Combination prevention is cost-effective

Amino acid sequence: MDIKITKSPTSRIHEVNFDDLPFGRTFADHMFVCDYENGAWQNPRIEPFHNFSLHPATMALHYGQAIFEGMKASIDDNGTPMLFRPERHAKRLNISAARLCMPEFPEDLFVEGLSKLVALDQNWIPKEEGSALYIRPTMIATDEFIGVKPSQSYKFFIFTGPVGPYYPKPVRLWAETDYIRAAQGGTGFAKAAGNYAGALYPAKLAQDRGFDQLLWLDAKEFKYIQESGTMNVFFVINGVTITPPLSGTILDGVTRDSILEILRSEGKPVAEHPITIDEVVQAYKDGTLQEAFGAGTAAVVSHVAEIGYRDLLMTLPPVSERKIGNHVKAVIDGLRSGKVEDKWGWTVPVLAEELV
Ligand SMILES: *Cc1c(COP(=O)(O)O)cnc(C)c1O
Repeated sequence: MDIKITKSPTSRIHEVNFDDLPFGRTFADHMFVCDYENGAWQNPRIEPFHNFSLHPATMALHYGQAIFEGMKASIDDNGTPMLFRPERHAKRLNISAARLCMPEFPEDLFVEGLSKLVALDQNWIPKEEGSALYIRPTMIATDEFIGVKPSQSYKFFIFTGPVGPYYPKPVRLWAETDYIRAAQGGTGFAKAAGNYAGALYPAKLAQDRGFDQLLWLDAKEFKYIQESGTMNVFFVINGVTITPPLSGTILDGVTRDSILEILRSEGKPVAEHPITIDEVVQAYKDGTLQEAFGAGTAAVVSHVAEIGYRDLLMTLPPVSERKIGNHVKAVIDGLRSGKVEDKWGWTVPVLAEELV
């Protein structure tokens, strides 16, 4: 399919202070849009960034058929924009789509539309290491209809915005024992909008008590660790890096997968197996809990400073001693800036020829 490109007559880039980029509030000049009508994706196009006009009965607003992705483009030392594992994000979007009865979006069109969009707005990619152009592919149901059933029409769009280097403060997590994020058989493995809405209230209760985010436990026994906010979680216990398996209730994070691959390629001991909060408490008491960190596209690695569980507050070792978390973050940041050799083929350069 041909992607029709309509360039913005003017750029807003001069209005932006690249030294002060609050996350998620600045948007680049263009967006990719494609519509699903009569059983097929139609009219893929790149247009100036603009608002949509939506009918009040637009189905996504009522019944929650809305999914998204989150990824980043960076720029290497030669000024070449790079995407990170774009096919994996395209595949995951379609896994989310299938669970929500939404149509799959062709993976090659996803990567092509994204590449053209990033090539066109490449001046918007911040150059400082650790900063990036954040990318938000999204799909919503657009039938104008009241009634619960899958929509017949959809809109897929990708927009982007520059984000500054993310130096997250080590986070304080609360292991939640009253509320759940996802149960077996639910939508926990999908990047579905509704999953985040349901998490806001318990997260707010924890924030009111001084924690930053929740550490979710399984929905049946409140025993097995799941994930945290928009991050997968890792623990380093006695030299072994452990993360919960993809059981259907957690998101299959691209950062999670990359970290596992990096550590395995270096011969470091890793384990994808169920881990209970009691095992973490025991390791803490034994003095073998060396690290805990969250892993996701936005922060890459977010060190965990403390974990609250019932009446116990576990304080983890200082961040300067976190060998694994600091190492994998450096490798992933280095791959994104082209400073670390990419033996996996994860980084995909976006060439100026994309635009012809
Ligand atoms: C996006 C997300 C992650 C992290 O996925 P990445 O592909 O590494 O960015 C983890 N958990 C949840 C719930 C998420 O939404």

Home-based testing and universal treatment for HIV are cost-effective and can reduce new infections in high-prevalence communities, according to a modelling study published in The Lancet Global Health. The modellers analysed data from PopART, a major study of combination HIV prevention involving more than 1 million people in South Africa and Zambia from 2013 to 2018. The analysis showed that in settings with high rates of HIV, community health workers can deliver a package of HIV interventions for less than $US 8 per person per year. The interventions included door-to-door home-based HIV counselling and testing; linkage to care; promotion of adherence to antiretroviral therapy; and voluntary medical male circumcision (Medical Xpress, 15 March 2021).